Review Index



The sequel to 1972’s legendary TV movie THE NIGHT STALKER by that film’s principals: lead actor Darren McGavin, screenwriter Richard Matheson and producer Dan Curtis, who this time around also directed. This explains why the film, while not as strong as its predecessor, is fairly good.

The Package
     THE NIGHT STRANGLER first aired in the U.S. on January 16, 1973 on ABC, with ratings nearly as high as those of its predecessor. It naturally led to a 1974 TV series, KOLCHAK THE NIGHT STALKER, with which neither Richard Matheson or Dan Curtis were involved. As for THE NIGHT STRANGLER, it was padded out to 90 minutes (from its initial 74 minute running time) for theatrical release in Europe, and it’s that version that is currently available (together with THE NIGHT STALKER) on DVD.

The Story
     Having been thrown out of Las Vegas following the staking of a vampire serial killer, the eccentric criminal investigator Carl Kolchak relocates to Seattle. Here he meets up with his old supervisor and investigates the killing of a young woman bearing an odd puncture wound at the base of her skull. Decayed flesh residue is discovered near the wound, suggesting that the woman was killed by a dead man.
     A visit to an archivist leads Kolchak to the revelation that a series of stranglings identical to the current one occurred in the area back in 1952. Before he can fully investigate these killings another occurs in the present, once again committed by a seeming dead man. Further research uncovers yet another series of similar strangling deaths in the late 19th and early 20th Centuries.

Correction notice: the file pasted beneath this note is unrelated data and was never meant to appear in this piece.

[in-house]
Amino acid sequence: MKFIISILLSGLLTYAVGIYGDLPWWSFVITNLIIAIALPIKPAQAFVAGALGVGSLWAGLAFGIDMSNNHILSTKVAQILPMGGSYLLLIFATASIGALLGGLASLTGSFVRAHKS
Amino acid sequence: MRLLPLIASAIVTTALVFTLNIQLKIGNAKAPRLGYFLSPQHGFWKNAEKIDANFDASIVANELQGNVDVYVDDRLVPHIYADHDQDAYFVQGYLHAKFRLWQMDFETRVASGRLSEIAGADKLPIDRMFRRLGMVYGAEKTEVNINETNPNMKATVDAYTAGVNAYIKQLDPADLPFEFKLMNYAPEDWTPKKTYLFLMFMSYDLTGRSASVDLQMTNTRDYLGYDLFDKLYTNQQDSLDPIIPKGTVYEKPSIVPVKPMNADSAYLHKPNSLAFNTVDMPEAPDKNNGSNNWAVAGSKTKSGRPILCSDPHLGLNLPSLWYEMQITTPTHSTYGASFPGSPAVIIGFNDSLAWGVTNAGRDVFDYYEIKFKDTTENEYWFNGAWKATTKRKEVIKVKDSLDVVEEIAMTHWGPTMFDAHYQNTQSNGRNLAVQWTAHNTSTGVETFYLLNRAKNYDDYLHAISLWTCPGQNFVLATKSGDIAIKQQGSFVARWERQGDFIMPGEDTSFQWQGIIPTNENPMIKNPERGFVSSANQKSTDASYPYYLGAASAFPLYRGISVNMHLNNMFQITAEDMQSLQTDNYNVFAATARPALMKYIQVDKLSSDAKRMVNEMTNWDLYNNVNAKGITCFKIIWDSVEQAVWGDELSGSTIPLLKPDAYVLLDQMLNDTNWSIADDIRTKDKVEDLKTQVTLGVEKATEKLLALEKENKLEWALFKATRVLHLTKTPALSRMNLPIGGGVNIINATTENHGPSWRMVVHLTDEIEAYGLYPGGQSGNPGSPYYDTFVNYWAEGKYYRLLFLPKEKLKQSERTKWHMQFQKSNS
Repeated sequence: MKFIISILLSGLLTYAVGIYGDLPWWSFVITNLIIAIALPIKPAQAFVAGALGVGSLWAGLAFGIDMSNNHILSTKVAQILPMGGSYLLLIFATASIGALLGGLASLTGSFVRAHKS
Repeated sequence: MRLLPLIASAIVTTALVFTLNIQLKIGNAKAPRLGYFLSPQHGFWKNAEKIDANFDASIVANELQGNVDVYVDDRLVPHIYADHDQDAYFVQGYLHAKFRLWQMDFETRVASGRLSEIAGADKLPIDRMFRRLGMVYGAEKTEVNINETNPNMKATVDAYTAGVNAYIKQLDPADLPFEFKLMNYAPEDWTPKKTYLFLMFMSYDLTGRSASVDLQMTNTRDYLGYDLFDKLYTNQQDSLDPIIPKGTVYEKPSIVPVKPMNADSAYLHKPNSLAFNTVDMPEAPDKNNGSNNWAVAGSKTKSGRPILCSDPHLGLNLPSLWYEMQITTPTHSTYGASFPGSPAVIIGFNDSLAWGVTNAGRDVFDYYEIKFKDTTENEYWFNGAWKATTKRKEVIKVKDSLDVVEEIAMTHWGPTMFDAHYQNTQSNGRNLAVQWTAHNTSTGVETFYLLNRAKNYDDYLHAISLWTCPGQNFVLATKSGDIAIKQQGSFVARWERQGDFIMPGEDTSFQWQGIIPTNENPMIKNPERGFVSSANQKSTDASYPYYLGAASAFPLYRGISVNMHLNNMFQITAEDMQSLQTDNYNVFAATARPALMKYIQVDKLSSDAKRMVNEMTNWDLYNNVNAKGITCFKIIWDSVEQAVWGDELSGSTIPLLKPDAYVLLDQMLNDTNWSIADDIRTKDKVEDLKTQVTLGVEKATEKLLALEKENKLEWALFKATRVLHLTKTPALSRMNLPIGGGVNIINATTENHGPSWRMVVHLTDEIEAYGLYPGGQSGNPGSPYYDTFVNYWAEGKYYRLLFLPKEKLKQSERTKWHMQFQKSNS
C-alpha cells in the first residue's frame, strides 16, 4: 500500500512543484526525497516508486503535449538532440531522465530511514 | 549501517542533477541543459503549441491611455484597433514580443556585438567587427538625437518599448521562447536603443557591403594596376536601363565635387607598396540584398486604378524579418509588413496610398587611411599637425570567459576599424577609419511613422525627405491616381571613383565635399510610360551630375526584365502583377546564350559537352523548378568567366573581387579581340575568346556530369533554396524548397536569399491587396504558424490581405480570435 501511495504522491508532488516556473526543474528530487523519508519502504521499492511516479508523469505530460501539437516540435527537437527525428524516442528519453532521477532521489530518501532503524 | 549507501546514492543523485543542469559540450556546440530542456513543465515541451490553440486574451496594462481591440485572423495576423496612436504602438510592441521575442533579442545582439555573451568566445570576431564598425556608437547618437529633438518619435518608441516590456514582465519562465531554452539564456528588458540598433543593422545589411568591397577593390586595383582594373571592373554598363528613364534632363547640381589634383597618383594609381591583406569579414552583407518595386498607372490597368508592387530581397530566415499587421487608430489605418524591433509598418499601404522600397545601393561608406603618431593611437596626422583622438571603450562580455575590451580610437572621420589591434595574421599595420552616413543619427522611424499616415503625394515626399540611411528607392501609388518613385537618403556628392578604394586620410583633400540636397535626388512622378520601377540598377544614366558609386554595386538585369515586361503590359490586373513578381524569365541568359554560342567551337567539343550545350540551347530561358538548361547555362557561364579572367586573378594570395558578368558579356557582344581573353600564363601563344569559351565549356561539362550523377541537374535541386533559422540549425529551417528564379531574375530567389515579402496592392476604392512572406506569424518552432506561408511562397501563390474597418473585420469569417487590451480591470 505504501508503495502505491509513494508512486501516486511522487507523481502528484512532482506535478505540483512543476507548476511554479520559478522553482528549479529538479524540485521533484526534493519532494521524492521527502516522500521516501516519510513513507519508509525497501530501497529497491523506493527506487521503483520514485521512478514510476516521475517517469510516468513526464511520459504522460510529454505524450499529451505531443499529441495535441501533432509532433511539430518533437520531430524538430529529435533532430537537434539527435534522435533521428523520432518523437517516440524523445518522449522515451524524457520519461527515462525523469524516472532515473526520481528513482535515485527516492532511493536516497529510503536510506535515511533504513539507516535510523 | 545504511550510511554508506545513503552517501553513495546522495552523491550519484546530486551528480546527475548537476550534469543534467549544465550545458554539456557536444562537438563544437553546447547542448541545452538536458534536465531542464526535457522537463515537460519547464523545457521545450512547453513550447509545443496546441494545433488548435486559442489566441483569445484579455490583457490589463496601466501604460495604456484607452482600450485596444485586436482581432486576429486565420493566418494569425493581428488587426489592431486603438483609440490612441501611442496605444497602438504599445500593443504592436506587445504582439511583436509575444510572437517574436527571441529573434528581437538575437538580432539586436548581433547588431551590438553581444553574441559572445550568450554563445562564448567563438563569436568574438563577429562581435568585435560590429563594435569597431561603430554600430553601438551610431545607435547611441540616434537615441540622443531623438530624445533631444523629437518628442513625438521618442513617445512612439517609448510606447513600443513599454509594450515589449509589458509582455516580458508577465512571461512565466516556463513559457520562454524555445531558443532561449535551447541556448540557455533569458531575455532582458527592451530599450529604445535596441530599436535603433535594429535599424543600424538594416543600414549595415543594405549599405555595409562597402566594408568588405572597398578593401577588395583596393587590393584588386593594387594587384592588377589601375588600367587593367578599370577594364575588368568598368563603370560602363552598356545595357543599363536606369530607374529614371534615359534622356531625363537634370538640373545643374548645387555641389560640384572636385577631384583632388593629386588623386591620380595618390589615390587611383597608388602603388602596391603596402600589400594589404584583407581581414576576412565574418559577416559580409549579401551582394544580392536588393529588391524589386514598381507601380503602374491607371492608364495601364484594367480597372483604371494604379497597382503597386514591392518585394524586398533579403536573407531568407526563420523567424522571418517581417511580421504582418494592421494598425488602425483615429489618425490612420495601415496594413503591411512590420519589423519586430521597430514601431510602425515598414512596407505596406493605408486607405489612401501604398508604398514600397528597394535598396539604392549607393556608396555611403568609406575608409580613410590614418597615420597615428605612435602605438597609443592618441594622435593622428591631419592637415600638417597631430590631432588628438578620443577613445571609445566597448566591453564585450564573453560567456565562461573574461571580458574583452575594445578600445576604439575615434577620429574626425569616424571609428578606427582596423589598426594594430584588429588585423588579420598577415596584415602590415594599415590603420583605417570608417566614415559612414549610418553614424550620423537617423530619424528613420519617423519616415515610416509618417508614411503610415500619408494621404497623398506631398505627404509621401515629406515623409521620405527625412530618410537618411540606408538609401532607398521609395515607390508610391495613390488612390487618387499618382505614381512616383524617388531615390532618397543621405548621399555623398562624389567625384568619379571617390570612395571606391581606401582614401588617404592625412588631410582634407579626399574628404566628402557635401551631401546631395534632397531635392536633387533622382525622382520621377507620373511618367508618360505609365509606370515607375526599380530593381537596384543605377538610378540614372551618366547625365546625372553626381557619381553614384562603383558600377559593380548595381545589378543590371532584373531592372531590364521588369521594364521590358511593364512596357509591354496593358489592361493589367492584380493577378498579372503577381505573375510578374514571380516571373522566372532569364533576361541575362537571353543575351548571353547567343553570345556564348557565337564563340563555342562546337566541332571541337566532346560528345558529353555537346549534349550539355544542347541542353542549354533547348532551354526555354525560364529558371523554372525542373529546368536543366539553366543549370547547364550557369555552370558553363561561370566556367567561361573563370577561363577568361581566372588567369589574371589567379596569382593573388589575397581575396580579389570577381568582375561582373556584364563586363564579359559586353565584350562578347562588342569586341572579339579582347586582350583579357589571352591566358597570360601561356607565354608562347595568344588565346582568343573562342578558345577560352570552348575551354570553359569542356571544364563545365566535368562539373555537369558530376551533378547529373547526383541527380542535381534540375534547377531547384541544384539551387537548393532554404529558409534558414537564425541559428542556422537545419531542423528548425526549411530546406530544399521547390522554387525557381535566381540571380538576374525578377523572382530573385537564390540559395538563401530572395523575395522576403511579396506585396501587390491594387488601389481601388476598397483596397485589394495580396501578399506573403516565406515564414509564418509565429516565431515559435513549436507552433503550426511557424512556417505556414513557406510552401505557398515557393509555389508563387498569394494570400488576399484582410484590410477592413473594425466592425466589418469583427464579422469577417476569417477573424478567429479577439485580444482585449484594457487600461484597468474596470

Following a confrontation with the killer and further murders, Kolchak comes to suspect that the culprit is an undead alchemist who needs blood for his experiments. His superiors don’t give Kolchak’s findings any credence, yet he doggedly continues his investigation.
     He decides to investigate the hidden city underneath Seattle. In this eerie subterranean realm Kolchak discovers a cobweb-lined, skeleton-ridden house where he makes a most fortuitous discovery…

The Direction
     Dan Curtis directs this film with a lively and energetic hand. The proceedings are fast moving for the most part, although the pacing slows down considerably in the climactic scenes (where it seems most of the padding for the theatrical version was utilized). The film is also quite picturesque, nicely utilizing the scenery of seventies-era Seattle and its (actual) underground city.
     Richard Matheson’s script contains all the wit and imagination we’ve come to expect from his work, but suffers from the fact that it follows the perimeters of THE NIGHT STALKER a bit too rigidly, down to the superiors who are always trying to stymie Kolchak’s efforts (even though he was already proven right in the first film), mock hardboiled narration and open-ended finale that sees a discredited Kolchak leaving town.
     The other major player is Darren McGavin, who fully inhabits the eccentric Kolchak, and is nicely supported by veterans like Margaret Hamilton (a.k.a. the Wicked Witch), John Carradine and “Grandpa” Al Lewis.

Vital Statistics

American Broadcasting Companies

Director/Producer: Dan Curtis
Screenplay: Richard Matheson
Cinematography: Robert Hauser
Editing: Folmar Blangsted
Cast: Darren McGavin, Jo Ann Pflug, Simon Oakland, Scott Brady, Wally Cox, Margaret Hamilton, John Carradine, Al Lewis, Nina Wayne, Virginia Peters, Kate Murtagh, Richard Anderson